After talking about Bree Paulsen’s hiatus from Patrik the Vampire, the guys take some time to get lost and then find themselves in the endearingly fantastical tale of Demon Street by Aliza Layne. Though the hosts disagree on the appeal of the main characters, they both agree that this mix of horrifying creatures and well-crafted wonder is worth leaving your parents behind for.
Before greeting 2021 with (mostly) open arms, we look back to an amazing year in webcomics. We remember great works like Realm of Owls, Under the Lion, Extra Fabulous Comics, Ten Earth Shattering Blows, Plum, Live With Yourself, Scurry, Knucklejelly, Urban Animal, Patrik the Vampire, Alice and the Nightmare, Lunar Baboon, and many others. Celebrate with us before we permanently put that garbage fire of a year in the rear view.
This is our first episode of GOOD PULL, where we take time to find some quick hits of things that might have missed your attention otherwise. Steve recalls Kochab, hypes up Dwarf Fortress comic, Losing is Fun, and introduces everyone to Ramshackle. Jason recommends Hannah Templer’s GLOW work, updates us on the latest Patrik the Vampire pages, takes a trip to Lake Gary, and posits a theory about Penny Arcade‘s artwork. Catch it all!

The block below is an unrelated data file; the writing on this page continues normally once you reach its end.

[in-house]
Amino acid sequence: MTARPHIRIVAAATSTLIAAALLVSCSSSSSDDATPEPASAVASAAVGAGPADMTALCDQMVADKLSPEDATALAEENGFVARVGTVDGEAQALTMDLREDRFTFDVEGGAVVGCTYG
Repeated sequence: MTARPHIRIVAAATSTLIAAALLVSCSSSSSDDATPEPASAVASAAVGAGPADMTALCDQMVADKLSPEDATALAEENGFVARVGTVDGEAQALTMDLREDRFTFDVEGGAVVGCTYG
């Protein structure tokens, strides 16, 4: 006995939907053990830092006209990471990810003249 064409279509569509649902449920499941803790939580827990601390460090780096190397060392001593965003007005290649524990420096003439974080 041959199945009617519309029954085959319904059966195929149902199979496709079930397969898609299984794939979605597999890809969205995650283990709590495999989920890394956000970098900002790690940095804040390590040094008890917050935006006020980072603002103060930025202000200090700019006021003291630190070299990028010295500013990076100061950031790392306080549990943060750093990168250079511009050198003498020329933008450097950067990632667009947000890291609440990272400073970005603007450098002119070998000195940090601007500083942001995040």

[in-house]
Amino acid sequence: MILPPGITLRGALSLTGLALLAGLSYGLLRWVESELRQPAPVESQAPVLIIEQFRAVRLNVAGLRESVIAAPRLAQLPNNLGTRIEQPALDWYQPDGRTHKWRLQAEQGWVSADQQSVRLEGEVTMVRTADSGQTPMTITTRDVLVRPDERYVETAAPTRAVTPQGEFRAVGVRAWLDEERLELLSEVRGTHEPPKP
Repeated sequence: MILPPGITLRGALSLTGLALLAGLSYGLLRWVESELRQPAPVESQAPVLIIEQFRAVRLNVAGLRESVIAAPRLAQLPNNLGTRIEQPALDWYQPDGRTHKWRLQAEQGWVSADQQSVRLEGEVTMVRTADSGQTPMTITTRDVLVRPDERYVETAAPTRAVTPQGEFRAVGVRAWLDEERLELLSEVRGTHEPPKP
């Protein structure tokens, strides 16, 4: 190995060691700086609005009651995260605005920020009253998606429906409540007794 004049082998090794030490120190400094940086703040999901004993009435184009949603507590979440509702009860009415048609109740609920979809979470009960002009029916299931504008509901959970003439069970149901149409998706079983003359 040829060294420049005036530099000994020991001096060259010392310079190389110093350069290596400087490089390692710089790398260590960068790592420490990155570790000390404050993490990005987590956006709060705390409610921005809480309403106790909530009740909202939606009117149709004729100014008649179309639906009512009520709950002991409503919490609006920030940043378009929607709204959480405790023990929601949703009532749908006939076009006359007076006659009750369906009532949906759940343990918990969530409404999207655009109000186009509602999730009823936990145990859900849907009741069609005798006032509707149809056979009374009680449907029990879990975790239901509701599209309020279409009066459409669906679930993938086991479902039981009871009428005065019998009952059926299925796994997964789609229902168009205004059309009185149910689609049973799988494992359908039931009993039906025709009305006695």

Patrik the Vampire is a case of what you see is what you get, and what you see is an undead guy who’s willing to cut loose and murder a person or two just as much as he’d like to sit at home on the couch and learn to sew from his elderly gal pal. Bree Paulsen brings us this man-of-the-ages in a unique and touching story that we absolutely loved in the previous episode. Here, Jason sits down with Bree to discover the origins of the titular vamp and get her take on the vampire/monster genre and why funny can sometimes be the better way to go.
Finally, an episode you can really sink your teeth into! After Steve and Jason hash out the details on Fangr, their new dating app for vampires, they invite you in to listen to their review of Bree Paulsen’s Patrik the Vampire. At times both full of slapstick and heart, Patrik is a story that can do it all, and while jumping from timeline to timeline, no less. Listen to the review and then read the whole, engrossing story thus far.